Dangerous conditions for animals at SPCAs due to lack of accountability or regulations

Jasper and Dolores Dec. 2010
Jasper, Dec. 2010

In January of 2011, the Saskatchewan SPCA arrived at a home in Elrose, SK, knowing that the owner wasn’t home. They proceeded to remove all the animals living there, including a senior dog named Jasper. Their reasons for removing the animals, according to their court statement, were that they believed that the animals were in distress due to poor living conditions. The dog was found living in an outdoor enclosure, approximately 16′ x 24′, with walls and roof to keep the elements mostly out. There was a dog foam mattress, heated water dishes and clean straw for the dog and wild cats outside. The dog is a Malamute/Shepherd/Retriever cross and so was quite comfortable and used to being outside. His hair coat was trimmed to be shorter so as not to overheat in the house.

According to the SPCA vet’s testimony in February 2013, the dog was quite fearful when the SPCA officer broke down the back door to the dog’s enclosure. When the dog was taken to the SPCA shelter that evening, they weighed him at 103 lbs. For the next three weeks, he received no further vet assessment until later in February 2011. He was then deemed safe enough to approach and was given a clean bill of health from the vet. They believed the dog to be arthritic and started him on aspirin to ‘make him more comfortable.’ For the first three weeks of Jasper’s stay, staff kept him primarily in a small cage in an isolation ward. Court documents showed the dog was healthy, so the Court of Appeal in Regina ordered Jasper’s return to his owner. That was in April 2011. The court did not believe that the SPCA had sufficient grounds to remove Jasper in the first place.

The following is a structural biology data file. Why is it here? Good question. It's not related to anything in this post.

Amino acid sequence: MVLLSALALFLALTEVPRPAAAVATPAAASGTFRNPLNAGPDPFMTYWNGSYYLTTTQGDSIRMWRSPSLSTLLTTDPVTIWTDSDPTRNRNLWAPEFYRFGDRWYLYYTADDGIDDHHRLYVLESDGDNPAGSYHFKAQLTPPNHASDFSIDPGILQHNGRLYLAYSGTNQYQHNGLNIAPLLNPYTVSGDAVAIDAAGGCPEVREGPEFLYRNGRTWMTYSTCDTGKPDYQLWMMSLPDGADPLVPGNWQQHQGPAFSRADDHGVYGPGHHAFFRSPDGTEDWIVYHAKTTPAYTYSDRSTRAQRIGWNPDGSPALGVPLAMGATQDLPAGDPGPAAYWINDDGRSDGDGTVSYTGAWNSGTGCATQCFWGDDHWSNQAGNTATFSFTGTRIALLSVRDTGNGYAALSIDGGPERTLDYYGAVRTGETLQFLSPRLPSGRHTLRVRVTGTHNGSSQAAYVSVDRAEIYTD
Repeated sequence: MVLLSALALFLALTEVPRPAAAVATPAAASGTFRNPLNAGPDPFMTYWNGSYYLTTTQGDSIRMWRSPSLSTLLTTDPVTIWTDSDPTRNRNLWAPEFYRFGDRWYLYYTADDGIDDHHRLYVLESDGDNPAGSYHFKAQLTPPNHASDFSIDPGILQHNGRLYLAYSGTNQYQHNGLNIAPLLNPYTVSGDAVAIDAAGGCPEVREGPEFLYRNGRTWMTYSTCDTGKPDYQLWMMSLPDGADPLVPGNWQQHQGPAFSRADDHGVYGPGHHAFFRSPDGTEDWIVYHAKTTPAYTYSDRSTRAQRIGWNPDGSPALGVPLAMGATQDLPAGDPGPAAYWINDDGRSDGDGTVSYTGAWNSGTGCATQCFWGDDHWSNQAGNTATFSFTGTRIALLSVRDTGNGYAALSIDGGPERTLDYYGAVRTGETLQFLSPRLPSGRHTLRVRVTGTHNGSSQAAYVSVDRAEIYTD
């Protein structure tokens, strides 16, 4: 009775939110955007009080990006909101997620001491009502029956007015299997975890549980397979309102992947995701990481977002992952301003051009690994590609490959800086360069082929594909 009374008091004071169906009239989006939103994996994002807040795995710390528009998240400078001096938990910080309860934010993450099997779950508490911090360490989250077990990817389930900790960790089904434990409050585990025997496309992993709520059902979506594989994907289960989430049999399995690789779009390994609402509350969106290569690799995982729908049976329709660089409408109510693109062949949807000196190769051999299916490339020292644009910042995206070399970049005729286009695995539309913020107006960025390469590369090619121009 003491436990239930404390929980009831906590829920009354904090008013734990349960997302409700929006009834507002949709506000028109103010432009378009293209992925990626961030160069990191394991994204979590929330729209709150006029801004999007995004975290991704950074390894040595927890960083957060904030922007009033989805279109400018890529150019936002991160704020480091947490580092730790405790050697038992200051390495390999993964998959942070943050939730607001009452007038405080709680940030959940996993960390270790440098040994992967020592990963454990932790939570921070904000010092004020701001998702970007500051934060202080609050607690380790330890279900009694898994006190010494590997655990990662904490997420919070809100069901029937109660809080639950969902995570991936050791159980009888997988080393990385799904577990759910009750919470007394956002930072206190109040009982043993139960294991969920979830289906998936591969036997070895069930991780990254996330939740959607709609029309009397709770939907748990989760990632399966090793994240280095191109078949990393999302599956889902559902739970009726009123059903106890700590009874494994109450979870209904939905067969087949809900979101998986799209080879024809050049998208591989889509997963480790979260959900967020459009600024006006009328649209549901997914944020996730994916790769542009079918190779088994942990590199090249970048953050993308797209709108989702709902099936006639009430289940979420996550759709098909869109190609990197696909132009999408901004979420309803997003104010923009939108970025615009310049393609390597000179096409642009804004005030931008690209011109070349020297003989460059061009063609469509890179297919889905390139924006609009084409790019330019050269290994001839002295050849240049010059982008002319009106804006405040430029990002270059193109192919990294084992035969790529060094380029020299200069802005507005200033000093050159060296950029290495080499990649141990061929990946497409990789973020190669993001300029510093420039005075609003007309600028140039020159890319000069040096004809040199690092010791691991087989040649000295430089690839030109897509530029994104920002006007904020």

What should have been a joyous reunion turned into heartbreak when it was discovered what sort of abuse the SPCA was capable of perpetrating. Jasper originally weighed 103 lbs. When he was returned, he weighed just over 50 lbs. According to extensive veterinary tests performed on the day of his release from the SPCA, Jasper was severely impacted in the bowels, had a severe urinary tract infection and was suffering from a bleeding ulcer from being force-fed aspirin.

Jasper, April 2011
Jasper, April 2011
Jasper, April 2011
Jasper, April 2011
Jasper, April 2011
Jasper, April 2011

Jasper was placed on five different drugs in the hopes of stopping further damage to his body and to relieve his pain. He was so traumatized from his experience that he refused, for the first few days, to go outside to urinate and suffers from nightmares still.

How does an organization like the SPCA allow a healthy animal in their care to suffer and deteriorate to such an extent? When animals are neglected in the SPCA, who can staff or the general public report it to? Why are SPCAs allowed to deal out this kind of abuse without any consequences? Is it not apparent that it is dangerous to the animals to allow the SPCA to police itself? They deem themselves a power unto themselves, above the laws they were set to uphold.

Until animal lovers everywhere demand that our governments protect our animals from unscrupulous shelters then this kind of abuse will go unpunished and unstopped. Countless more defenseless animals will suffer and die while some SPCAs will rake in large volumes of donations that the animals will never benefit from.

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